Is Bernie’s ‘Political Revolution’ the Real Thing or a Pathetic Joke?
The problem then is not that by endorsing Clinton, Sanders would be helping to elect her. If he endorses her, nobody will believe a word he’s saying! The problem is that he will have betrayed and effectively destroyed the very “political revolution” that he claims has been the raison d’état of his campaign.
There will, at the end of the day, be no movement at all after the tens of millions of dollars raised, the millions of primary votes cast, and all the speeches and rallies, if Sanders just endorses Clinton and then goes back to Vermont to becomes the same obscure independent senator from a small rural state that he was before this campaign began. He will be a historical nobody, and his movement, his “political revolution,” will be lucky to make even a historical footnote in any history of America in the 21st Century.
It doesn’t have to be that way. Sanders’ supporters don’t want him to endorse Clinton. They want him to keep fighting, and he can. First and foremost he has to state clearly that Clinton and her corporatist ilk have had their day, that she does not deserve the presidency, and that he will continue to denounce her and her opponents as tools of the rich even if he loses the nomination. He has a crucial opportunity to make those points -- a debate in New York on Thursday, just days ahead of the critically important New York state primary. He's already saying that while her "experience" may be "qualify" her to be president, her "judgment" does not. He should hammer that point home, and stop promising to back her if she wins the nomination, something he will clearly be asked about in the CNN-run debate.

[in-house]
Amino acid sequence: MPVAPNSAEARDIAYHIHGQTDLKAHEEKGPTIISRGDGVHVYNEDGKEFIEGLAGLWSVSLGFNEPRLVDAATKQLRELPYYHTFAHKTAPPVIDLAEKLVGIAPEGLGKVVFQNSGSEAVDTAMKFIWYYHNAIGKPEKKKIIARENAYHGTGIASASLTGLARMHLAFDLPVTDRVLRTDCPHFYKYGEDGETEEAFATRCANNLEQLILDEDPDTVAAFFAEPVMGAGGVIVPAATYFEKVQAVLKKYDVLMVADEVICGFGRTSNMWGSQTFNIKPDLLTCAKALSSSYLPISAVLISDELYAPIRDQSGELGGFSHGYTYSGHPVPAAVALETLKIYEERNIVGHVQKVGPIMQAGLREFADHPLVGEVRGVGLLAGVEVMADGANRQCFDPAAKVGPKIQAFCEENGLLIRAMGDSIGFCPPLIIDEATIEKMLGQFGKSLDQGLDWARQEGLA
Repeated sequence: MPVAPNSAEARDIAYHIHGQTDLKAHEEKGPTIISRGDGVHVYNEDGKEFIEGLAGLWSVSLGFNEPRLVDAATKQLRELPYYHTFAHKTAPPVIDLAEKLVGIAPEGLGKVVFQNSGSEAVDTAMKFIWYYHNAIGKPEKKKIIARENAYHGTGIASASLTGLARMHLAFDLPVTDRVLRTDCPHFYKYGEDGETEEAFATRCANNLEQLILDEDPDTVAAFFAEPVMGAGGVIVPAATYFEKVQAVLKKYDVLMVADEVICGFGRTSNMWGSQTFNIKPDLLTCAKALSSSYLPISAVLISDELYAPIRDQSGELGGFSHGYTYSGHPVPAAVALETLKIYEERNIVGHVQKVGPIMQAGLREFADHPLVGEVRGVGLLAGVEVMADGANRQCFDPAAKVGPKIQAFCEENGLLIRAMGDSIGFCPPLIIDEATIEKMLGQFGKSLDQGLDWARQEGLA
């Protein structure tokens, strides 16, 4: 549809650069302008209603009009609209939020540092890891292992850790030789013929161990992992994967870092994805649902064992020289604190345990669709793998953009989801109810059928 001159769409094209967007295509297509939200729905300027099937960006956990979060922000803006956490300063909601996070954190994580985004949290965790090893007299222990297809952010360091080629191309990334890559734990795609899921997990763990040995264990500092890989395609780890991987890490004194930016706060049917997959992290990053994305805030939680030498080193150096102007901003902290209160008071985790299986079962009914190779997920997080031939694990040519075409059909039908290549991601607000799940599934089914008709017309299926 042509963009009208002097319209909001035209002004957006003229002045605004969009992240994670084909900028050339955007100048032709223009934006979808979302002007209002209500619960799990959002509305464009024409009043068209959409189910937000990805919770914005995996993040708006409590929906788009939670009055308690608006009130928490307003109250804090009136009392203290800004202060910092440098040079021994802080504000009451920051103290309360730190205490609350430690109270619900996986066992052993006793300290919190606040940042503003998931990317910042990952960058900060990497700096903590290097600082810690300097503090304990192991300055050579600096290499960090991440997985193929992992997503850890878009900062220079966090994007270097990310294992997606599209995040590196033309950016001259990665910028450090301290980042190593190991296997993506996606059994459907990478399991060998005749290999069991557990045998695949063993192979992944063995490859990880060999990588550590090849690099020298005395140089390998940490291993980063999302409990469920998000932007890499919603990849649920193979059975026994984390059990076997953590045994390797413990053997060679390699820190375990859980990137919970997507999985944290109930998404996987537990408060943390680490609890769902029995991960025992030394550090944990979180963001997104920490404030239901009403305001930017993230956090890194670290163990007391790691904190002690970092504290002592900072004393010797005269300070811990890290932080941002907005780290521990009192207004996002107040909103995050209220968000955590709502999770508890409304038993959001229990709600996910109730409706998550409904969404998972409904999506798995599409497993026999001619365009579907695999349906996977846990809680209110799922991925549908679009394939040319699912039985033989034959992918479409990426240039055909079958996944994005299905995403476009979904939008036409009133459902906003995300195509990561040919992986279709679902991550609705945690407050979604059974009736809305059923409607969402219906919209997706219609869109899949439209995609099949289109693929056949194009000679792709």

But meanwhile, he should also be considering another option in case she does win the Democratic nomination: running against her outside the Democratic Party.
There are several ways he could do this. With the name recognition and support and credibility he has already won, he could mount an independent campaign -- getting on the ballot where he can manage it, or running as a write-in candidate (the name Sanders is not hard to spell!) where he can’t. He has already demonstrated that he will not have difficulty raising money, raising over $150 million from ordinary people -- nearly double what Clinton has managed to cajole out of her obscenely wealthy corporate sponsors.
Better yet, he should enter into negotiations with the Green Party, which is already on the ballot in at least 35 states. The Greens have languished as a party for decades, unable to receive more than one or two percent of the vote in any national election, if that, and unable to elect even one national candidate to Congress. They clearly need a game changer to become a significant political force. Sanders needs ballot access. Does anyone besides me see the makings of what Donald Trump would call a beautiful deal here?